Home-grown Islamic terrorism

Historically, India and Indians have never been good at reading threats or dodging dangers. Indian governments in particular have failed to be realistic in their assessment of adversaries or to anticipate difficult situations created by internal and external actors and, therefore, have fared badly in diverting and diminishing threats, generally behaving like immobilised rabbits thrown as food into python pits.

There’s a long inglorious record of this. Take an arbitrary starting point. The 12th Century king of Delhi, Prithviraj Chauhan, reacted to the rampaging Mohammad Ghori on his annual looting campaigns into Hindustan by chasing the Afghan only up to Bhatinda, before letting him get away. This happened, as the legend goes, 16 times, but on the 17th such occasion Ghori got the better of Prithviraj, putting the latter out of his misery by first gouging out his eyes, no doubt to avoid the tedium of being regularly chased only up to a certain point in eastern Punjab! The reality, however, is just as damning. Ghori was not pursued much beyond Bhatinda by Prithviraj after he defeated the Afghan raider in the First Battle of Tarain (in 1191) in the hope, no doubt, that he’d have the good sense not to return. Alas, Ghori did the next year and this time Chauhan lost the second battle and his life. The wages of misjudging an adversary, of not taking him seriously! Later, the East India Company was similarly misjudged by the landlubber Mughal dispensation until it was too late.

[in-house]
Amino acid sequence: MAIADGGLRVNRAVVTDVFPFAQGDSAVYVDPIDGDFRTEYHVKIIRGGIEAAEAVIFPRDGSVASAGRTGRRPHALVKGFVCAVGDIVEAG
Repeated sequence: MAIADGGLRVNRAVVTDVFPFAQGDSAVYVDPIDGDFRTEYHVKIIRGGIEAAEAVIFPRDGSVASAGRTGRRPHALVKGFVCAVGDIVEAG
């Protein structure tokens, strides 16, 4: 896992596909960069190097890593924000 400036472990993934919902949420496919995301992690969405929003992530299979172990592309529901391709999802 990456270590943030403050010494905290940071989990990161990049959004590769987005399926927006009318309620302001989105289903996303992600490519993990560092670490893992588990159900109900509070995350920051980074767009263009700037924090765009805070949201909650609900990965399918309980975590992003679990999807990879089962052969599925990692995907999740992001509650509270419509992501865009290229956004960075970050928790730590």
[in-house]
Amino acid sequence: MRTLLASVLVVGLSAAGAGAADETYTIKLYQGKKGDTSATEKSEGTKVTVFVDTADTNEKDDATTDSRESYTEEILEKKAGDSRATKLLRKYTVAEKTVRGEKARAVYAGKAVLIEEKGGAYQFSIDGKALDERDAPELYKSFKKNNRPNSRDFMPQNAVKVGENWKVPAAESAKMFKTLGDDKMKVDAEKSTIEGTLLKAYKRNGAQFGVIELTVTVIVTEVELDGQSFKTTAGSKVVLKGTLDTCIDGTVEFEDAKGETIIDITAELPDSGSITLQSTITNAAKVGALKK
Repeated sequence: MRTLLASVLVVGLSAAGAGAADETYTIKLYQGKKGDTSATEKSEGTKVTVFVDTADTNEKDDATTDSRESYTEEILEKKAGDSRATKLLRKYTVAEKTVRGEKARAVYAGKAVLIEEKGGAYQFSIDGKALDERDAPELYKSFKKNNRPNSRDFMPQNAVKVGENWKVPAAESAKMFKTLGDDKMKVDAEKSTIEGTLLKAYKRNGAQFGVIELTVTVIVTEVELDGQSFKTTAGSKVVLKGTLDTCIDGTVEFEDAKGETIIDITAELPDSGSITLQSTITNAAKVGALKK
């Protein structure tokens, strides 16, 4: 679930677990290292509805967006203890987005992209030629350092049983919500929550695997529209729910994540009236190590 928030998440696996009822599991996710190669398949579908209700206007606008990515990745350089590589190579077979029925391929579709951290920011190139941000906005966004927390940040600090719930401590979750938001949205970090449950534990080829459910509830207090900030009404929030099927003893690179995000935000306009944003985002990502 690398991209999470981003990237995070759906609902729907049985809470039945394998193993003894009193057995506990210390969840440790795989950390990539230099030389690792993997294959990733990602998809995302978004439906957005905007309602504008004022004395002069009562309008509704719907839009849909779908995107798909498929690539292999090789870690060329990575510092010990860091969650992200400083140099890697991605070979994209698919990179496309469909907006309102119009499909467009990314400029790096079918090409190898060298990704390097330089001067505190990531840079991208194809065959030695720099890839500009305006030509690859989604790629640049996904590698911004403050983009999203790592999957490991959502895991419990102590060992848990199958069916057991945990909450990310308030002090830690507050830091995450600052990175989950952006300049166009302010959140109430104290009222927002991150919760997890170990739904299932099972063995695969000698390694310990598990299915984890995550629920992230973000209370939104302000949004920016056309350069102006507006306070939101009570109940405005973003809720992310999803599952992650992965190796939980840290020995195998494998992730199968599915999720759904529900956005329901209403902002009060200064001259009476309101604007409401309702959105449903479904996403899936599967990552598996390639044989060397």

The trouble is New Delhi does not look beyond its nose, fails to act against threats before they become full-blown, and remains stunningly complacent and inactive until the calamity is upon the country. The habit of not thinking and acting proactively, and rarely preempting a threat or preventing a disaster or catastrophe from happening despite usually having prior information and often the means and wherewithal, and even official agencies in place, to forestall such an eventuality, has cost the nation dear. Of course, once the worst happens, official agencies bestir themselves. India has inverted the Boy Scout motto “Be Prepared” to “Never be Prepared”!

Such bleak thoughts are prompted by a news report referring to the differences between the Intelligence Bureau (IB) and the National Investigation Agency (NIA) over whether the execrable international terrorist organisation Islamic State of Syria and Iraq (ISIS) poses a threat to India and how to handle Indian Muslim youth attracted by its medievalist ideology aimed at “reviving” the 7th Century Caliphate stretching from the Levant to western India, an extended swathe of land the self-anointed khalifa, Abu Bakr al-Baghdadi calls, Greater Khorasan.